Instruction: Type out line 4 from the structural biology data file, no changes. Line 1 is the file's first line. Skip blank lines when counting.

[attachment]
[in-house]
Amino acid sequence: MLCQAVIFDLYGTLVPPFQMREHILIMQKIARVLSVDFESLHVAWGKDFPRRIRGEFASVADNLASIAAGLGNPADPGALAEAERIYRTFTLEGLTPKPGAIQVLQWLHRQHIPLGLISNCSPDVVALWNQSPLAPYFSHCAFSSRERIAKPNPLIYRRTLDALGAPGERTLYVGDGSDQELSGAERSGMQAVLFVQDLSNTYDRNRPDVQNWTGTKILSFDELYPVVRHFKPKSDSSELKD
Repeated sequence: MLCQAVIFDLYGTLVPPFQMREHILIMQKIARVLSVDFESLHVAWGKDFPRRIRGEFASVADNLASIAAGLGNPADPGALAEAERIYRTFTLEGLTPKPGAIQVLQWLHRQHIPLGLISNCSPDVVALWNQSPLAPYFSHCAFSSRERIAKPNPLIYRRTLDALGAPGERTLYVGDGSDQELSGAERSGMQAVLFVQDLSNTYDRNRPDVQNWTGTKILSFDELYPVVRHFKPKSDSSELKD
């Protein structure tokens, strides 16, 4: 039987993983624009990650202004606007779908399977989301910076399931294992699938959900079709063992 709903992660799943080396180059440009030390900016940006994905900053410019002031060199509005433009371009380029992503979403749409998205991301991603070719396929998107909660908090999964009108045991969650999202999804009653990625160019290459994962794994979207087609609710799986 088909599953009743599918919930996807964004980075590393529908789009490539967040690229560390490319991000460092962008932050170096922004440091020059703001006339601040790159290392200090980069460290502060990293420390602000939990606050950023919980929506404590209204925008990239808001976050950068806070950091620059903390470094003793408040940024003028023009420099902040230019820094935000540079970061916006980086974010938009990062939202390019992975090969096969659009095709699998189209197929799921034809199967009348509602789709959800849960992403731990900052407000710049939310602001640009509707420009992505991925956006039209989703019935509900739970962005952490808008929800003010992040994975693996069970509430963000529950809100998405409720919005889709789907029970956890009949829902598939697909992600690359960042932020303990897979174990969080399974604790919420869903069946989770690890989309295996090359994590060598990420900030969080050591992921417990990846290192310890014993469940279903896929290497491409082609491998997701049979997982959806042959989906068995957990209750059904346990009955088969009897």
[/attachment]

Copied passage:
């Protein structure tokens, strides 16, 4: 039987993983624009990650202004606007779908399977989301910076399931294992699938959900079709063992 709903992660799943080396180059440009030390900016940006994905900053410019002031060199509005433009371009380029992503979403749409998205991301991603070719396929998107909660908090999964009108045991969650999202999804009653990625160019290459994962794994979207087609609710799986 088909599953009743599918919930996807964004980075590393529908789009490539967040690229560390490319991000460092962008932050170096922004440091020059703001006339601040790159290392200090980069460290502060990293420390602000939990606050950023919980929506404590209204925008990239808001976050950068806070950091620059903390470094003793408040940024003028023009420099902040230019820094935000540079970061916006980086974010938009990062939202390019992975090969096969659009095709699998189209197929799921034809199967009348509602789709959800849960992403731990900052407000710049939310602001640009509707420009992505991925956006039209989703019935509900739970962005952490808008929800003010992040994975693996069970509430963000529950809100998405409720919005889709789907029970956890009949829902598939697909992600690359960042932020303990897979174990969080399974604790919420869903069946989770690890989309295996090359994590060598990420900030969080050591992921417990990846290192310890014993469940279903896929290497491409082609491998997701049979997982959806042959989906068995957990209750059904346990009955088969009897």